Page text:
Conviction upheld against man who disrupted prosecutor’s office

A man who was convicted of trespassing after he refused to leave the Clay County Prosecutor’s Office until his traffic tickets were dismissed lost an appeal Tuesday.

Shawn McBride appeared twice in August 2016 at the prosecutor’s office in Brazil, and both times said he would refuse to leave until his tickets were dismissed. The first time, he was told by a deputy prosecutor that the matter couldn’t be handled that way, and McBride would have to file a motion. McBride repeatedly refused, staying in the office and insisting the matter be handled immediately. The deputy prosecutor eventually called dispatch, and officers came to escort McBride from the office.

A few days later, McBride appeared at the courthouse again, this time with court papers to file seeking dismissal of the tickets. A sheriff’s deputy assigned to the courthouse approached McBride and asked him not to create another disturbance. The sheriff’s deputy testified McBride jumped up and said he would “talk to any f—— body he wants” and “go in any f——- place he wants.”

The deputy prosecutor allowed McBride on his second visit to enter the office only to drop off his papers, but he instead again insisted he would not leave until the tickets were dismissed. The deputy prosecutor said McBride was asked to leave at least 15 times before he was arrested. McBride was charged with several counts, tried on two counts of Class A misdemeanor trespass, but convicted on just one for his second visit to the prosecutor’s office.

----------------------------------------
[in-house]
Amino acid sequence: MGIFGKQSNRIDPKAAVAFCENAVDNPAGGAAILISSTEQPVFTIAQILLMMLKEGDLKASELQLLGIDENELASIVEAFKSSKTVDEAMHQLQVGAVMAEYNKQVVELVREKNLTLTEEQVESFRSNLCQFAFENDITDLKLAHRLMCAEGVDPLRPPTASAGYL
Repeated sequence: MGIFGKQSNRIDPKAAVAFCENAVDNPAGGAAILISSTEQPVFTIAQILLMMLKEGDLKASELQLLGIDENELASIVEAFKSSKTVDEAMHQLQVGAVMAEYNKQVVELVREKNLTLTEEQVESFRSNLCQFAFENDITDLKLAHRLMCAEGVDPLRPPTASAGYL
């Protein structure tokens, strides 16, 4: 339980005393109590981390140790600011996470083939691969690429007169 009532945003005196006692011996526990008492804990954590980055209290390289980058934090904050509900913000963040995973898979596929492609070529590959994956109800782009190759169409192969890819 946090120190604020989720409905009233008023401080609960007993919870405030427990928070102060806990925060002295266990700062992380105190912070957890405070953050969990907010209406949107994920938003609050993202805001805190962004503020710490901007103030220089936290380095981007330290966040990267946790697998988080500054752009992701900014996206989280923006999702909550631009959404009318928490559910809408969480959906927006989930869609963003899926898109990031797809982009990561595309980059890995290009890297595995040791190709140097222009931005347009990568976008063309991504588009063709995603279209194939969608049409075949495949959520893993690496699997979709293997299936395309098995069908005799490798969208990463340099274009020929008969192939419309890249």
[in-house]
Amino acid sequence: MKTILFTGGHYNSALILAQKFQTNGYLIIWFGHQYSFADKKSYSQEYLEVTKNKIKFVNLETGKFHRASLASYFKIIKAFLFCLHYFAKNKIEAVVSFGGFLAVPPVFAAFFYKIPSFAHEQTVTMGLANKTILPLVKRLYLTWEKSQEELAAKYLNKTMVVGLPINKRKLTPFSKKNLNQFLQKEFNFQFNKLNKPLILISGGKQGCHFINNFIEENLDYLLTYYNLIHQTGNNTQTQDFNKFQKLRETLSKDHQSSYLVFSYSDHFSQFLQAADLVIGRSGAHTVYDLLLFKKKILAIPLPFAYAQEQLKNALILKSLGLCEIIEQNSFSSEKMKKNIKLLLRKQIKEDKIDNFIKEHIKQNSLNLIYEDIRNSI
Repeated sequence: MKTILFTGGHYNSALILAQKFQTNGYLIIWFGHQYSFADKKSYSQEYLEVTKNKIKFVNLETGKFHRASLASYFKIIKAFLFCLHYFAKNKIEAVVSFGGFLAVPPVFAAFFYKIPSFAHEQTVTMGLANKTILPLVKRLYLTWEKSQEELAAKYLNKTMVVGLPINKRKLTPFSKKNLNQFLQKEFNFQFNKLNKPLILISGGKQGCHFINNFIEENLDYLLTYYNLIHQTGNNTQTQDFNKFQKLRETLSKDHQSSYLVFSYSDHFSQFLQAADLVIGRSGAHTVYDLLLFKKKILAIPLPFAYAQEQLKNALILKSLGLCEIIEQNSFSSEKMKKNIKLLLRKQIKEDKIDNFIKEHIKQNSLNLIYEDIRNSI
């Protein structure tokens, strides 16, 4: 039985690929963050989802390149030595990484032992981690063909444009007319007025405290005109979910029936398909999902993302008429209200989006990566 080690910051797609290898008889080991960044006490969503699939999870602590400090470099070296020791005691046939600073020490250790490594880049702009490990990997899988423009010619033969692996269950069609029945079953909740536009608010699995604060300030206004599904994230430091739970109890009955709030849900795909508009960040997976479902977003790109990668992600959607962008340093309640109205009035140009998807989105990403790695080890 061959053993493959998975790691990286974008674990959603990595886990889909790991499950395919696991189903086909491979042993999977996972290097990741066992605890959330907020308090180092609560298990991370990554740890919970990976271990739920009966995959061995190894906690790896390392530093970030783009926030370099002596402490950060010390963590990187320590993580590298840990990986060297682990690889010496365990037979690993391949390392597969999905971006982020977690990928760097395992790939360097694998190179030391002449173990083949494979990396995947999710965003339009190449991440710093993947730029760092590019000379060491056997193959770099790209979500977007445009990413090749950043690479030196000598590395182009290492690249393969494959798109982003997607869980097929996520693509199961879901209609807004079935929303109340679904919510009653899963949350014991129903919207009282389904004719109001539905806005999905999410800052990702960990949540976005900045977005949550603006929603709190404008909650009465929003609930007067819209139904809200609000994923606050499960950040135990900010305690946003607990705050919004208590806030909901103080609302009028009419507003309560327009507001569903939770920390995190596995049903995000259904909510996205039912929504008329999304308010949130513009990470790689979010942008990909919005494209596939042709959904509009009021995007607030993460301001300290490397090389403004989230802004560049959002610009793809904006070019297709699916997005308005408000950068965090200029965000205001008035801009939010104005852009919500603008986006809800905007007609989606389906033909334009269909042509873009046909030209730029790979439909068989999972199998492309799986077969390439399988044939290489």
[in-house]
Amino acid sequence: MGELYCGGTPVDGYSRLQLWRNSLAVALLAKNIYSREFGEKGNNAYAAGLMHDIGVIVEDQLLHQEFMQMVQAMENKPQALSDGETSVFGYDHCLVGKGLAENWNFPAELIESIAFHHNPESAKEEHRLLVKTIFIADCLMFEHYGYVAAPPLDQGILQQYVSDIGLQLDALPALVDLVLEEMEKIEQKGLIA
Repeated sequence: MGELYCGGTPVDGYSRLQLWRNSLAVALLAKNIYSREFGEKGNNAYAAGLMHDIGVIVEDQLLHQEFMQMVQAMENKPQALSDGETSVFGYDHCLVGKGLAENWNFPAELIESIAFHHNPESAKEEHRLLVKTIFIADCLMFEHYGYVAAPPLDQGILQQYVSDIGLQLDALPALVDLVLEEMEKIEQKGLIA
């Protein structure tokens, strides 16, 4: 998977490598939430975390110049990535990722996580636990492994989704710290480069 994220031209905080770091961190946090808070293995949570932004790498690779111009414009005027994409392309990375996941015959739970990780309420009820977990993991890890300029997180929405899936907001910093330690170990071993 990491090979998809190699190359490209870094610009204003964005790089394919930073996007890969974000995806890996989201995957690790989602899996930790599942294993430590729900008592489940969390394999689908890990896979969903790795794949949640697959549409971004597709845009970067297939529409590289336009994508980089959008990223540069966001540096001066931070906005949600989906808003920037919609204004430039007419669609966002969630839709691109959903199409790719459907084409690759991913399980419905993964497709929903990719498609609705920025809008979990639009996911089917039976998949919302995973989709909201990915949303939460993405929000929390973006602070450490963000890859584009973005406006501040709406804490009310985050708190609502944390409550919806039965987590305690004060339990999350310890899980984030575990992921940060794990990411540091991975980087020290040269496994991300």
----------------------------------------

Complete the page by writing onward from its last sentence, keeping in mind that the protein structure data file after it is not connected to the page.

The Indiana Court of Appeals affirmed the conviction Tuesday in Shawn McBride v. State of Indiana, 11A01-1706-CR-1236. Judge Elaine Brown wrote for the panel that rejected McBride’s argument that his conviction must be vacated because the state’s action restricted his expressive activity, and that his speech was political. The state claimed McBride had waived those arguments, but the COA addressed them nevertheless.

“Even considering the merits of McBride’s arguments, we cannot say that reversal is warranted,” Brown wrote, noting that speech is not an element of the criminal trespass statute. Likewise, applying a rationality test, there was sufficient evidence supporting the conviction in the form of workers who testified that McBride had disrupted the work of the office.

“Under the circumstances, we conclude that the State could have reasonably determined that McBride’s conduct constituted an abuse of his right to speak,” Brown wrote. “Accordingly, McBride’s conviction for trespass did not violate Article 1, Section 9 of the Indiana Constitution.”

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